Both sides of the UK’s European Union referendum debate have been accused of cultivating fear with figures in a bid to sway the electorate on June 23. The leave campaign emerged victorious, with 52 percent of the vote.
The British Government’s civil service machine warned the public that each household will be £4,300 worse off if Brexit occurs, a claim that has been rubbished by leave campaigners who say that trading conditions with the continent will remain more or less the same – i.e. tariff free.
It is perhaps little wonder that this inevitable battle of statistics has led many people, businesses included, into a state of unease as to what might happen in the event of either outcome. Will we pay the price for leaving? Will we miss out if we remain?
This uncertainty alone, regardless of the result, is already having an impact on the decision making of many businesses, especially SMEs, who must be prepared for either outcome. One thing that we can be more certain about is that the result is likely to be close, if the polls can be trusted.
A report by World First, the Global Trade Barometer, highlights how uncertainty around the outcome of the EU referendum is leaving UK SMEs reluctant to commit to long term currency contracts, with a total of £35.6bn in international payments potentially exposed to currency swings.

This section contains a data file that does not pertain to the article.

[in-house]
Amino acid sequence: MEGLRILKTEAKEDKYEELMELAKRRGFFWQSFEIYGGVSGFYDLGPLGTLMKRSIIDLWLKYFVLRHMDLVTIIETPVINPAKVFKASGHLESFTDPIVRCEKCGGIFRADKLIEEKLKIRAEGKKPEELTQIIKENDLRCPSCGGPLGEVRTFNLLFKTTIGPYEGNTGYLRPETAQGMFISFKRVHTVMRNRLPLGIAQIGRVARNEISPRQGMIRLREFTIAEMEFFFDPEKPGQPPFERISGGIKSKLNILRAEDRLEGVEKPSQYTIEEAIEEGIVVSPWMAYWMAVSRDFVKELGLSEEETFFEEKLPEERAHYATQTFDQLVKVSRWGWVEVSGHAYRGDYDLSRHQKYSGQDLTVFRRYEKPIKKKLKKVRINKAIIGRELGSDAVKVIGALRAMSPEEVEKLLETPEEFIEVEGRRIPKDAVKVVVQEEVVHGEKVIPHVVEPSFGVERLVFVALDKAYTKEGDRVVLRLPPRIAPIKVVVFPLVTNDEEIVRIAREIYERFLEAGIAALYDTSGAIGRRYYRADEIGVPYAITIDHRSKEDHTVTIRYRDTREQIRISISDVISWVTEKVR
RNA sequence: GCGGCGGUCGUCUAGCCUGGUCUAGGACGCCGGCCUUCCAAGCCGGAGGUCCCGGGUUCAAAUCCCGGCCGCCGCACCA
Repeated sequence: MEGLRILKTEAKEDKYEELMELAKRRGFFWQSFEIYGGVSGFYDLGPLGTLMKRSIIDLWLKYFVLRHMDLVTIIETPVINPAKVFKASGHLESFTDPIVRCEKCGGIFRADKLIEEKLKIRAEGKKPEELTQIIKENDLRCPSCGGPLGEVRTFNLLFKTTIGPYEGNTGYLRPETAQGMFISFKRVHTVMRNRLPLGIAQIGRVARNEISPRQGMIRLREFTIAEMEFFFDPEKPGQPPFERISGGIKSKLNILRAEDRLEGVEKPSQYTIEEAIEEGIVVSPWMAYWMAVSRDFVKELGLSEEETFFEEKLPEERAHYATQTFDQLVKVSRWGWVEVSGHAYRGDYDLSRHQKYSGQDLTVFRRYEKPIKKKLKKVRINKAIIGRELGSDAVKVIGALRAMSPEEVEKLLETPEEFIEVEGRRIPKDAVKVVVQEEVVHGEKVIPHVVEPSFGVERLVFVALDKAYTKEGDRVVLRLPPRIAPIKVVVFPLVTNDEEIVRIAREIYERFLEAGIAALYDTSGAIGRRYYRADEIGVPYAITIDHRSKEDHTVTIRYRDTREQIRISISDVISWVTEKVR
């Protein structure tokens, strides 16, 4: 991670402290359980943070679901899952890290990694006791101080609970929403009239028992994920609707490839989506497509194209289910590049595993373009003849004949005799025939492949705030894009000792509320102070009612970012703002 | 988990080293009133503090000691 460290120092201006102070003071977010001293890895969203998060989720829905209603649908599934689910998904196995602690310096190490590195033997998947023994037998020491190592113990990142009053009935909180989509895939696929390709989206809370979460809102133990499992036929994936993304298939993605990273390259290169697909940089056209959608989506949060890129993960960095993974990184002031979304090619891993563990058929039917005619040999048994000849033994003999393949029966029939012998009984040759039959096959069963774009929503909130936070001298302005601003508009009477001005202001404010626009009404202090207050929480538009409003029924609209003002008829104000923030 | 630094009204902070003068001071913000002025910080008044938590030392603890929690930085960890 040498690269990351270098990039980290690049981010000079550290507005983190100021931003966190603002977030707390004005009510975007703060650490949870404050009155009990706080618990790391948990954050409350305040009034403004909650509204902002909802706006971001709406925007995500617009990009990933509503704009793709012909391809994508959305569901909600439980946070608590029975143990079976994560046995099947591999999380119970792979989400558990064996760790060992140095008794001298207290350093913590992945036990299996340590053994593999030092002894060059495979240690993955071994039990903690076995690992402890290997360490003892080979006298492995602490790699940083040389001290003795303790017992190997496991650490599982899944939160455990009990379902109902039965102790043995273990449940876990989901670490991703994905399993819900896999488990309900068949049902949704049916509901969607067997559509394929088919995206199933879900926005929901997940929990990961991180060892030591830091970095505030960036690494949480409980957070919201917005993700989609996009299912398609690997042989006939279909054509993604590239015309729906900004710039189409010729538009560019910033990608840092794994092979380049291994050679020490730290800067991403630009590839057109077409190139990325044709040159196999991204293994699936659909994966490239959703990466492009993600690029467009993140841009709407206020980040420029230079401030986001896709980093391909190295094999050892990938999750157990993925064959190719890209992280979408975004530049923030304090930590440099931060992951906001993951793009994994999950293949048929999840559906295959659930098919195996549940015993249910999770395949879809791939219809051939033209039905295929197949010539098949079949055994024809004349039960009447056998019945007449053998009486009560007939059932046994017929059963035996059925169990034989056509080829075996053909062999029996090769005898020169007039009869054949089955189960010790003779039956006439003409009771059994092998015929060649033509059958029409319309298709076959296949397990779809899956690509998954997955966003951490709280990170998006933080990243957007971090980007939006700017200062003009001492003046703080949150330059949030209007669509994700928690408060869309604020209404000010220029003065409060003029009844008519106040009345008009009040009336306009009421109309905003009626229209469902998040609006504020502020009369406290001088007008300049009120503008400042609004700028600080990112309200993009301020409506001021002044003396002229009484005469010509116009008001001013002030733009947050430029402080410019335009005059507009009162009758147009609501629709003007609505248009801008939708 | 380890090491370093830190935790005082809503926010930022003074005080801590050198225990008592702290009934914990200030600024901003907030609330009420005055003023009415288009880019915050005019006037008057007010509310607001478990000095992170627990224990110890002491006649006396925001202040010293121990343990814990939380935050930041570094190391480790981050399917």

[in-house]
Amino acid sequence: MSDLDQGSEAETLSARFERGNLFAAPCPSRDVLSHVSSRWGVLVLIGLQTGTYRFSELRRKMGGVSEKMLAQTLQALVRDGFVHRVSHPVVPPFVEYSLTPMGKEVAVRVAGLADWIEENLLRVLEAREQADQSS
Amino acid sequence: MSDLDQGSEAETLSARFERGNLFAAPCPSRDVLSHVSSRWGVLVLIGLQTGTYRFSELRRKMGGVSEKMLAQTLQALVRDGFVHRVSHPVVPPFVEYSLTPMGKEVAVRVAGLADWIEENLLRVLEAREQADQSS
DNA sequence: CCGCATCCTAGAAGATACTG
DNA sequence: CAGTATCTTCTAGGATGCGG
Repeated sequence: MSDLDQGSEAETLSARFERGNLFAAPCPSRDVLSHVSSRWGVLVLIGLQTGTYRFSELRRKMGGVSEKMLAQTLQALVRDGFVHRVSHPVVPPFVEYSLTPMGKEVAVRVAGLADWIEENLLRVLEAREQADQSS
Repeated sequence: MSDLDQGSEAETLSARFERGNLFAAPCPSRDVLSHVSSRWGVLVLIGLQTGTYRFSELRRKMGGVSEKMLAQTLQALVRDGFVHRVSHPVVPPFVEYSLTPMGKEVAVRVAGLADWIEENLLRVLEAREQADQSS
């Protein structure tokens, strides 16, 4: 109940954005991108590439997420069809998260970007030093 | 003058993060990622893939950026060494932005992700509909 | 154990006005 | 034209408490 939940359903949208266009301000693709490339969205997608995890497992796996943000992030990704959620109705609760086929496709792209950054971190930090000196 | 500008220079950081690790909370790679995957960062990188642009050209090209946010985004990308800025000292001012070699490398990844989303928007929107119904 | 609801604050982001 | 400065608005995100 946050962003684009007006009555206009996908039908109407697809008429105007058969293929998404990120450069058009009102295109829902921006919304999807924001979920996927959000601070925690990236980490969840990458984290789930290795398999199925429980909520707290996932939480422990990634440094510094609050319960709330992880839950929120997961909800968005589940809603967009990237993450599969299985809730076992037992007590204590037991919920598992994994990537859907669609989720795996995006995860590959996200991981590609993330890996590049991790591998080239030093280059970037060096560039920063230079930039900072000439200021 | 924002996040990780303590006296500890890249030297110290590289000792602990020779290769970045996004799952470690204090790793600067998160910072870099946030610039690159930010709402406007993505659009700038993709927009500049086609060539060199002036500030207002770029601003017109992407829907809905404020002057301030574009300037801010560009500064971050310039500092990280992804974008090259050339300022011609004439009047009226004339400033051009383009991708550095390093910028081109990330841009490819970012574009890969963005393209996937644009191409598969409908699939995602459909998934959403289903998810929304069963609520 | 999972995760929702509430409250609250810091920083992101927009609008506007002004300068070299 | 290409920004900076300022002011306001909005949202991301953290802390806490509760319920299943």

The report, which combines World First’s own data and a YouGov survey of 730 UK SMEs, reveals how exchange rate fluctuations affect UK businesses with one in four reporting a negative impact in Q1 2016 and 15% stating that volatility has impacted investment decisions to support growth.
Commenting on the report, Jeremy Cook, Chief Economist at World First said: “The uncertainty around the outcome of the EU referendum has hindered SMEs’ ability to plan ahead and this is typified by indecision amongst SMEs during the quarter when it comes to managing their currency strategies. The fear is that by failing to hedge themselves much beyond June 23rd many UK SMEs are putting themselves at the mercy of large currency swings which could be detrimental to their business and the wider economy.”
In campaigners will say this uncertainty and muddy waters is a sign of things to come if Brexit occurs. Leave campaigners will argue that this is democracy at work which is more important than short term economic uncertainty.
This inevitable fact warfare is likely to result in gut instinct and emotion dictating the vote of a large number of the UK electorate, which throws up even more questions than answers. The campaign throws up a challenge to business and commerce at large – to better prepare for change caused by factors beyond market control i.e. the democratic process.